No one disputes that cyberattacks against hospitals, health systems, research facilities, pharmaceutical manufacturers and even temperature-controlled transportation were incredibly disruptive to the COVID-19 pandemic response around the world. Experts estimate that the healthcare sector alone lost $25 billion alone last year and an estimated 27% of all cyberattacks in 2020 targeted healthcare organizations. That’s not including pharmaceutical companies, research facilities, testing laboratories, equipment manufacturers, technology providers, insurance companies and myriad other healthcare-related businesses.

This onslaught led to huge problems exactly when hospitals and clinics couldn’t stand to have anything else go wrong. Unfortunately, according to researchers at Blackberry, healthcare sector businesses are the most likely to pay ransoms, making them extremely attractive targets. The information gained in healthcare data breaches is also exceptionally desirable and valuable. During the race to develop a COVID-19 vaccine, the pressure was on pharmaceutical companies, with three major contenders breached in one week at the peak of the pressure. Two specific outcomes for healthcare-related cyberattacks have made an especially strong case for healthcare cybercrime constituting a public health crisis. 


top phishing scams of 2020

Ransomware

Ransomware attacks against every target soared in 2020, and healthcare was no exception. Attacks against healthcare organizations dramatically increased in Q4 2020, with a month-over-month increase of about 45%in early November. That followed an alarming 71% spike in October. Researchers noted that on average, businesses and organizations faced an average of 440 ransomware attacks per week in October 2020 – and by the end of November 2020 that number climbed to 626 — nearly 90 attacks every single day.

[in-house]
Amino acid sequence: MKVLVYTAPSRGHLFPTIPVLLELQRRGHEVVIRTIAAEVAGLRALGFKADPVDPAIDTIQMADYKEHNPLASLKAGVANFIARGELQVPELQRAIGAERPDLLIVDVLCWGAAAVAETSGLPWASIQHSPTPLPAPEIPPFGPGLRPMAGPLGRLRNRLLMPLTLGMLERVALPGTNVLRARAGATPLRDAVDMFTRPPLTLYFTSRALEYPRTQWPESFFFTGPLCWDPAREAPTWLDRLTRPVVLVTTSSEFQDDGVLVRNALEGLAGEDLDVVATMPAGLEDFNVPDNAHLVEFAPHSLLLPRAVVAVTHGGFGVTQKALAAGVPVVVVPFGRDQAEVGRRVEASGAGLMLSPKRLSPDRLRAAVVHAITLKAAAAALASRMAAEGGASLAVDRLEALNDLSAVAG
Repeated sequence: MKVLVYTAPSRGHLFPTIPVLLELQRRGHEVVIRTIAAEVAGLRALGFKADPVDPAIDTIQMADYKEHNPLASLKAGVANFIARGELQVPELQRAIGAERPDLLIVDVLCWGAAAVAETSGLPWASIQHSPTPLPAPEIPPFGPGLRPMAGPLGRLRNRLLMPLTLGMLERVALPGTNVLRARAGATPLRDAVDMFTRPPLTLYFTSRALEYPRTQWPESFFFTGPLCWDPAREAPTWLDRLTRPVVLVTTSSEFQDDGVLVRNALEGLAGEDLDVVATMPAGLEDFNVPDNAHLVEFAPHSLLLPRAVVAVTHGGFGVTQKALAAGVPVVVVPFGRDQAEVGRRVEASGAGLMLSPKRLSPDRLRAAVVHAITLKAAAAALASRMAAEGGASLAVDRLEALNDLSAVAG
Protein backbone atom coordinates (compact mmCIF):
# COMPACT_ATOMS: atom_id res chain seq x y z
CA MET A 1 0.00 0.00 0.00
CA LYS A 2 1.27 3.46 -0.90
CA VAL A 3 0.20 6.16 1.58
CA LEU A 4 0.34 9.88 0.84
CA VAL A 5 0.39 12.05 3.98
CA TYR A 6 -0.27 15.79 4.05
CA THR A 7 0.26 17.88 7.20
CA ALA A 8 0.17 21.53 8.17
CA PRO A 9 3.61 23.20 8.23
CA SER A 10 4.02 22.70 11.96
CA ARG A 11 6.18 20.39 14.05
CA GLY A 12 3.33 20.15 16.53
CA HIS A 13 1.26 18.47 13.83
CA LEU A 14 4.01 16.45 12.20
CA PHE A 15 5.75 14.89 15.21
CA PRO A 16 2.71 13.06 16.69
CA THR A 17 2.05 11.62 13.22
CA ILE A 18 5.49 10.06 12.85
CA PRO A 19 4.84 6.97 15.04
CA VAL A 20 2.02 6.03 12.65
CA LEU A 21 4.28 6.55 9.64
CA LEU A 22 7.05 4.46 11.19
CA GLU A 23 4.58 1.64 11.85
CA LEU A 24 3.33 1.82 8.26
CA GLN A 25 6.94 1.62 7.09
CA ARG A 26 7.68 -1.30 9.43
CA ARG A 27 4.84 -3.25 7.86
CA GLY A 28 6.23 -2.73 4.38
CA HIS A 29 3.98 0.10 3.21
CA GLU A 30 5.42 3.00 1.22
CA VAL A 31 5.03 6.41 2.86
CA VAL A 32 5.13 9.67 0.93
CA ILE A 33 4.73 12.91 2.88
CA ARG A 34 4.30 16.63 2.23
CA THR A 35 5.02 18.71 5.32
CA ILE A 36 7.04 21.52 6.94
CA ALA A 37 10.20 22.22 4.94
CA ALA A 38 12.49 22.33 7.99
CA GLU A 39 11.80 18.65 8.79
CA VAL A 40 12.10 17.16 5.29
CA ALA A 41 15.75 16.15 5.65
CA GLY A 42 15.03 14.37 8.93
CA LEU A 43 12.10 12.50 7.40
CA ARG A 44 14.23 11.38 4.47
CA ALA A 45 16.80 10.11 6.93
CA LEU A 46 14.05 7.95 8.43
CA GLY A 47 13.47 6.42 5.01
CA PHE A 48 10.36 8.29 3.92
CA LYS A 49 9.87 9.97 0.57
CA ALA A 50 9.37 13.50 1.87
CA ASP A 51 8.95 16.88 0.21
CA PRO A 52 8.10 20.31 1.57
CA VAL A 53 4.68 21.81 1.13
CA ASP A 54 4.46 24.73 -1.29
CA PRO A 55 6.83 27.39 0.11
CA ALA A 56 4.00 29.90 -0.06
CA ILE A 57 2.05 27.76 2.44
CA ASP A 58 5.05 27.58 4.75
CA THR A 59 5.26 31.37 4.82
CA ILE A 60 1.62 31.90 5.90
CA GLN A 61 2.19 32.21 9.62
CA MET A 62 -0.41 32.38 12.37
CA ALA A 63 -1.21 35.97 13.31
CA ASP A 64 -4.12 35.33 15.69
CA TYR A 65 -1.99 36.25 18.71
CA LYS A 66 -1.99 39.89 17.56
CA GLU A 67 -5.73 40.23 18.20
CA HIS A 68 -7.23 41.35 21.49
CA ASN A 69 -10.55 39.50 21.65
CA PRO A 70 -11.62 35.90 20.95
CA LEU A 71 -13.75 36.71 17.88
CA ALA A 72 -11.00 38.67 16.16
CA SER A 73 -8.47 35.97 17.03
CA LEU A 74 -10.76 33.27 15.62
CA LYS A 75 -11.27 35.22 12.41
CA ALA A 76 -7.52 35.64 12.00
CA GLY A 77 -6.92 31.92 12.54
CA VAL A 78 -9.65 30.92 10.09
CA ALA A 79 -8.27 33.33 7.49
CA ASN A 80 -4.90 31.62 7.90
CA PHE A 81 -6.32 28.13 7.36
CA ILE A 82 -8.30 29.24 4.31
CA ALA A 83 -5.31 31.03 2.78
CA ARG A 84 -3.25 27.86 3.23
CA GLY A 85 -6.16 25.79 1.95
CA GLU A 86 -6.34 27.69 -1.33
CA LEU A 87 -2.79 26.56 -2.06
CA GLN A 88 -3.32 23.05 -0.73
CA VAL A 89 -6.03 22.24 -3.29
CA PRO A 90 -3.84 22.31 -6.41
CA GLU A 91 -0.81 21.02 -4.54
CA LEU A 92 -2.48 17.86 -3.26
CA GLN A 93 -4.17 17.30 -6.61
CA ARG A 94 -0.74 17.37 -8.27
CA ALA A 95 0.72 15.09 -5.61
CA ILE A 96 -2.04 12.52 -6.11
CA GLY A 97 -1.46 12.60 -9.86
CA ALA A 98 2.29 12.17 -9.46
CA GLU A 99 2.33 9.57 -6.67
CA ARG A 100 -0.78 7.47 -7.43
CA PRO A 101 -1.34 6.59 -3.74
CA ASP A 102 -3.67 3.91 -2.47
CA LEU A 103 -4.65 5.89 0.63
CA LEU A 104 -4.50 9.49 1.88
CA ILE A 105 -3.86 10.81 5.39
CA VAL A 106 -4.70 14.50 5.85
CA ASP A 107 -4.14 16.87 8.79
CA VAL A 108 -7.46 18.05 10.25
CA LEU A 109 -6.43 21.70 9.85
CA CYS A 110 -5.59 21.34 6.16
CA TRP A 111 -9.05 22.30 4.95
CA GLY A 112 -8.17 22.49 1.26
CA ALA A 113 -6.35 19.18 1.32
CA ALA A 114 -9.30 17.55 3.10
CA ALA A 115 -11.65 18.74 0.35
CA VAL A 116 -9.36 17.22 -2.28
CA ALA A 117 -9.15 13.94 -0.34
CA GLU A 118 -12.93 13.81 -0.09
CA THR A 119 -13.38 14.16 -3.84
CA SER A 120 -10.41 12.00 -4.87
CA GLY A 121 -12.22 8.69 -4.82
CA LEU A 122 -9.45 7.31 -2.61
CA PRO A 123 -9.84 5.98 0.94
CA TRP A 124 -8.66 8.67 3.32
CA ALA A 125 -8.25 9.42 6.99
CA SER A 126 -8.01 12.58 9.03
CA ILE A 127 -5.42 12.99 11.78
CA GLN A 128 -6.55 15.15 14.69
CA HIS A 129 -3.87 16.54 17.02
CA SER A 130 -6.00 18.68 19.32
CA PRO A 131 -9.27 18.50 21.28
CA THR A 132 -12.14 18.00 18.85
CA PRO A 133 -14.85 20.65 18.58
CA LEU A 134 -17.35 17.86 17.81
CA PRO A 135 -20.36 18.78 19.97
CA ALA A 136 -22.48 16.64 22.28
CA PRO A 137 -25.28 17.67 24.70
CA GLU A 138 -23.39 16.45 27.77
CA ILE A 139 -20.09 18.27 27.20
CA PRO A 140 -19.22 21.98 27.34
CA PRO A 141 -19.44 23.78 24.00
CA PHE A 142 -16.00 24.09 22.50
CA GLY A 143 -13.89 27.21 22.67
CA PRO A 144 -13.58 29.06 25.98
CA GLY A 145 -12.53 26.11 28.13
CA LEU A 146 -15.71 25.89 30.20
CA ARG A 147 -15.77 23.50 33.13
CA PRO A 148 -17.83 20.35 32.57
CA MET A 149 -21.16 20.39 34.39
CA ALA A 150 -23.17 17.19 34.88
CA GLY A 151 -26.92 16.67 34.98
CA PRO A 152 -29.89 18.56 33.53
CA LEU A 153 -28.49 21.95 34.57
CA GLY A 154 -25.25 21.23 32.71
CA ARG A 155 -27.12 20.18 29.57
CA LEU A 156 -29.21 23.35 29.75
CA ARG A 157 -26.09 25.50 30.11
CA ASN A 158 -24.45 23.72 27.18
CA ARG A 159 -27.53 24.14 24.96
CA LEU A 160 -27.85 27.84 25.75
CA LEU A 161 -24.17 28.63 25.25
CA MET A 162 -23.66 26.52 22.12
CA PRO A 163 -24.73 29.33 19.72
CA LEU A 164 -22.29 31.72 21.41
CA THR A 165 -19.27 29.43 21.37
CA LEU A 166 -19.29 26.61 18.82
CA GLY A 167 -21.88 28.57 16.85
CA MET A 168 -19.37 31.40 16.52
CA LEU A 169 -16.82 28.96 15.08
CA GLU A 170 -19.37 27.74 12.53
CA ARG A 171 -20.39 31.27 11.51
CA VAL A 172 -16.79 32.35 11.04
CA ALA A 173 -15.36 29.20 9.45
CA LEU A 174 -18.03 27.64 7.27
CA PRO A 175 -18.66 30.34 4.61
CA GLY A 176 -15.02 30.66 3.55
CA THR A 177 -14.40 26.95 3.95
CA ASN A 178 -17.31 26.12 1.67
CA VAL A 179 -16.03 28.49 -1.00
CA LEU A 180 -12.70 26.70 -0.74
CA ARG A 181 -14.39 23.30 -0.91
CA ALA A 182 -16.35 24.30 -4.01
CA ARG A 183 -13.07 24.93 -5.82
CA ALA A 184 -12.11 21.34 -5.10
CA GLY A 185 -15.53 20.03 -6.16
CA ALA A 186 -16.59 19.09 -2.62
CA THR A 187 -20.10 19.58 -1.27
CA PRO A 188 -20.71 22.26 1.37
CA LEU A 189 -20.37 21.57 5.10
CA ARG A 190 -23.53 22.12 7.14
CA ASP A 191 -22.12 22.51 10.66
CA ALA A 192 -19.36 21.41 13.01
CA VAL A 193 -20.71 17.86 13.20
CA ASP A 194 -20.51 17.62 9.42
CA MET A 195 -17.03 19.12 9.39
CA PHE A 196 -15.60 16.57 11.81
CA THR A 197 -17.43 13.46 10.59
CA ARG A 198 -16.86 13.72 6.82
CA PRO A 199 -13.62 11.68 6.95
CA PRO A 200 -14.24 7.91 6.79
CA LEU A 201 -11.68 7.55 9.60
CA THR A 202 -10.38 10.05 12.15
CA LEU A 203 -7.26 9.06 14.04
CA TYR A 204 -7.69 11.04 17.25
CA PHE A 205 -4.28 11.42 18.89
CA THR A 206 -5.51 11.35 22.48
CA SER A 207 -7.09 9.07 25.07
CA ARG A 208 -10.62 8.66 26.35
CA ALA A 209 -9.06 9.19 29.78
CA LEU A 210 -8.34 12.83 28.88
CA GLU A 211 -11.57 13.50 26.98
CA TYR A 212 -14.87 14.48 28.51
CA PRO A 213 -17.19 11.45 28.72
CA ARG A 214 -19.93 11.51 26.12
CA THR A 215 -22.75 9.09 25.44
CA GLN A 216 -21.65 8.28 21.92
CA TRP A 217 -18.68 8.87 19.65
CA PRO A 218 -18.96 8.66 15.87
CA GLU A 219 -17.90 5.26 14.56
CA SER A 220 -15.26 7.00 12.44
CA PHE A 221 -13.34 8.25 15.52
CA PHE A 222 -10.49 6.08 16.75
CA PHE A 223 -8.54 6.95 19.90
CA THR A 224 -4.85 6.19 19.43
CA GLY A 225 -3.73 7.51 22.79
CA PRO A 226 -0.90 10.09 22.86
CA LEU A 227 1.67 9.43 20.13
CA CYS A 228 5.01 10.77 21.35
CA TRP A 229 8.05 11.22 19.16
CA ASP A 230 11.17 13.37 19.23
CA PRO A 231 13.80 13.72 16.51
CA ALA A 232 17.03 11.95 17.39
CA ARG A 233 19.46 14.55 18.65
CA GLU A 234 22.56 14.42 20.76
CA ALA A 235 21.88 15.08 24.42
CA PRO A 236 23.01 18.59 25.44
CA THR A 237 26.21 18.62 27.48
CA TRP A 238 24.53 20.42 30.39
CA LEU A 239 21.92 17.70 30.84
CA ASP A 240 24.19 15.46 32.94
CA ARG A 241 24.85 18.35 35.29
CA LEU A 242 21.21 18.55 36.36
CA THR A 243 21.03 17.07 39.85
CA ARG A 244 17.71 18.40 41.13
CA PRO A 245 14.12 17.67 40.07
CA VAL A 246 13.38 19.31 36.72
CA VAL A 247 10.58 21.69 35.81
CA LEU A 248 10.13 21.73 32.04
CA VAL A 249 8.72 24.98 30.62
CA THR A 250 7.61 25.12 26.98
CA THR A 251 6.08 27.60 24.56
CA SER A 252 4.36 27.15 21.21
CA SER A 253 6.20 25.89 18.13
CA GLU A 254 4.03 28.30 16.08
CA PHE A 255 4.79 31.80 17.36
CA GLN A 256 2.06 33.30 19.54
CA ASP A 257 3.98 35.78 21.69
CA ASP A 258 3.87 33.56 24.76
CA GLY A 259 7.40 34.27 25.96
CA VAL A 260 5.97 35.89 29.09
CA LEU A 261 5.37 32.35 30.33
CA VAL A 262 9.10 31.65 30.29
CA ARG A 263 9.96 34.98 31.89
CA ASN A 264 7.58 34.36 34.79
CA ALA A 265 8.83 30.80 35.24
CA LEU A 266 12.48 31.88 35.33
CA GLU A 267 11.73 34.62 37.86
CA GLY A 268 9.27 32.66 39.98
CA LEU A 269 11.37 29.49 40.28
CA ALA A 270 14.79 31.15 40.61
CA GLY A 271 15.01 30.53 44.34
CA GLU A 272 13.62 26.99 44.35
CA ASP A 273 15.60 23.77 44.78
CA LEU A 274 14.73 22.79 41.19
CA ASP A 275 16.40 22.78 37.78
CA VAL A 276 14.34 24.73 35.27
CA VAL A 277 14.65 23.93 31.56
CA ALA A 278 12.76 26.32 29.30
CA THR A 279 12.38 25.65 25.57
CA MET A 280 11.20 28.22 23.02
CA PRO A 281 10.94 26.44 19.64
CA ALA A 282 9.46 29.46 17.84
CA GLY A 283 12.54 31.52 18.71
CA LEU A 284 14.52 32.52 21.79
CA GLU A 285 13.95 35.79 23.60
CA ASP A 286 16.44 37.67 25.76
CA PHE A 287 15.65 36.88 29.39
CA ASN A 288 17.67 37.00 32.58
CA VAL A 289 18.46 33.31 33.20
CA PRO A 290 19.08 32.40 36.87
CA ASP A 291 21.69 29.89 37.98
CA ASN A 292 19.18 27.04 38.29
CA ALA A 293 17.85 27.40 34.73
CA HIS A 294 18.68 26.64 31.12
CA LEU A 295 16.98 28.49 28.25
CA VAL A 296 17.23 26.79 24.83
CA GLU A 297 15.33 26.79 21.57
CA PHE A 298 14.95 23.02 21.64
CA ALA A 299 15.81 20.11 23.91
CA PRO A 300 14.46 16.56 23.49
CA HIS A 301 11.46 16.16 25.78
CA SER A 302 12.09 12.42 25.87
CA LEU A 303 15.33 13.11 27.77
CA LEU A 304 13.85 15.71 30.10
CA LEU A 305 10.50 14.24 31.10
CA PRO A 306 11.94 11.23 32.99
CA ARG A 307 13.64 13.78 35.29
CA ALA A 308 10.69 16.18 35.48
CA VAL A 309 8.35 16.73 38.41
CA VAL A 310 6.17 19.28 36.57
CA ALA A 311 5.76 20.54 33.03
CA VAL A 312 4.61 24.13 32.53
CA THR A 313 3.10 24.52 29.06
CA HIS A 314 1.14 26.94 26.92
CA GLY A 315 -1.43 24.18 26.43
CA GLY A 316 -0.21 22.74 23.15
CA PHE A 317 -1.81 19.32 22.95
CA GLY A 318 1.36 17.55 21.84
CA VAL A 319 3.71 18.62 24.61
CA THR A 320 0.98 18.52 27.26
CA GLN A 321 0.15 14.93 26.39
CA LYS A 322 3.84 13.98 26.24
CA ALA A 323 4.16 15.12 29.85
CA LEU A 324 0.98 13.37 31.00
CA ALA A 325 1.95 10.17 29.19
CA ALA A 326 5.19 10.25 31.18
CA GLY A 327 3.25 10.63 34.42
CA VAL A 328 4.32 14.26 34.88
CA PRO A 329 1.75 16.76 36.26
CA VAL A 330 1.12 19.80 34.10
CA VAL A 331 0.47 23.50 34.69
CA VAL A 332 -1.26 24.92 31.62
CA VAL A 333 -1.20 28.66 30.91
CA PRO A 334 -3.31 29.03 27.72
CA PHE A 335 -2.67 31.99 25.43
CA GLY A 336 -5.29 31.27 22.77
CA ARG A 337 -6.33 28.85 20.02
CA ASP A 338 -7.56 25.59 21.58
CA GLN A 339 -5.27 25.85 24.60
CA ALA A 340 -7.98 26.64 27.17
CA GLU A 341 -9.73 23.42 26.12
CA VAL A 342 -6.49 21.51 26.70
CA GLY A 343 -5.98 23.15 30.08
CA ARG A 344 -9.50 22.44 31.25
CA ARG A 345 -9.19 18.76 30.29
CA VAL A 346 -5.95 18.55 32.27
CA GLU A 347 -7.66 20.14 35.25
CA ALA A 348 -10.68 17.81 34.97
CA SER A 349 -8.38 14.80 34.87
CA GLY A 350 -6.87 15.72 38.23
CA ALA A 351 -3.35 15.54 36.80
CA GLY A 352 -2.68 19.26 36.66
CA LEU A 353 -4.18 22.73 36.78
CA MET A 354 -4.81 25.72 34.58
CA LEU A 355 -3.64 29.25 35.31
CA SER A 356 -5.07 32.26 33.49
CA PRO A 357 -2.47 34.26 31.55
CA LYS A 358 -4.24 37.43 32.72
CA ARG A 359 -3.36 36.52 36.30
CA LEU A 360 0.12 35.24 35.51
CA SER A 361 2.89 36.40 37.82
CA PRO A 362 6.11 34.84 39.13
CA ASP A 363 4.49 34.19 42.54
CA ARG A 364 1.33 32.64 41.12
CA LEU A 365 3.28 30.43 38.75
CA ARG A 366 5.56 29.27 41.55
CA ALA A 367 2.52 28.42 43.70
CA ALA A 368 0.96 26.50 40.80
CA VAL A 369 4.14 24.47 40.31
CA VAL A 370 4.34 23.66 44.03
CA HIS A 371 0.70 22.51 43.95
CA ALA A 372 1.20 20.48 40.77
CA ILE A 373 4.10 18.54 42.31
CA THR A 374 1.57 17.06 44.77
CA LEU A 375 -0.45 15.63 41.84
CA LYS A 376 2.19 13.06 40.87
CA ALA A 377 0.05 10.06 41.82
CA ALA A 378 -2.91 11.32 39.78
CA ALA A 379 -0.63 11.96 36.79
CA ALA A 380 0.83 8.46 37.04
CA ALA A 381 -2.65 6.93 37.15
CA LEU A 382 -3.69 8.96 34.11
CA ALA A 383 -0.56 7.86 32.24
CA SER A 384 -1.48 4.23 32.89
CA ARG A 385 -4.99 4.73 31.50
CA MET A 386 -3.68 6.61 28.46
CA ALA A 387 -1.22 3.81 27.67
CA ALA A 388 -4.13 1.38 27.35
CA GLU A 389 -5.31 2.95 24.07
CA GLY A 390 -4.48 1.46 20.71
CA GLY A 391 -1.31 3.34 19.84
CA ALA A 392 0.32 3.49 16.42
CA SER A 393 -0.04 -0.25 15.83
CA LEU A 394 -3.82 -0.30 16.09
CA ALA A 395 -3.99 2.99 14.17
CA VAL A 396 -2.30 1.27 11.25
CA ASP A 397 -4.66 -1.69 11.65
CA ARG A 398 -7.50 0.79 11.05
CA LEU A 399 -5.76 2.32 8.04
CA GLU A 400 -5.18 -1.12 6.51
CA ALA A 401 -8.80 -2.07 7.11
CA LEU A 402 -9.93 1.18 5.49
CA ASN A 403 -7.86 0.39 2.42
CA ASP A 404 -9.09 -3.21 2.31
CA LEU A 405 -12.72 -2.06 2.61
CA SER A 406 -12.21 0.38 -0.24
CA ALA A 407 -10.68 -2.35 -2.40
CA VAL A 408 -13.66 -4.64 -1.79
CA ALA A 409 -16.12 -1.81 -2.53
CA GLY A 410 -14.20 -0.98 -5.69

The Cybersecurity and Infrastructure Security Agency (CISA), the Federal Bureau of Investigation (FBI), and the U.S. Department of Health and Human Services (HHS) didn’t wait to make a pronouncement about the status of ransomware attacks on healthcare targets. CISA, FBI and HHS joined together in a rare joint warningthe healthcare sector on October 28, 2020, to be on high alert for a new flood of attacks and continuing pressure, including potential activity by nation-state threat actors. Private security experts agree that it was the right call. At the time, the alert specifically called out TrickBot ransomware, but the suggested precautions would offer healthcare organizations strong protection against most other types of ransomware as well.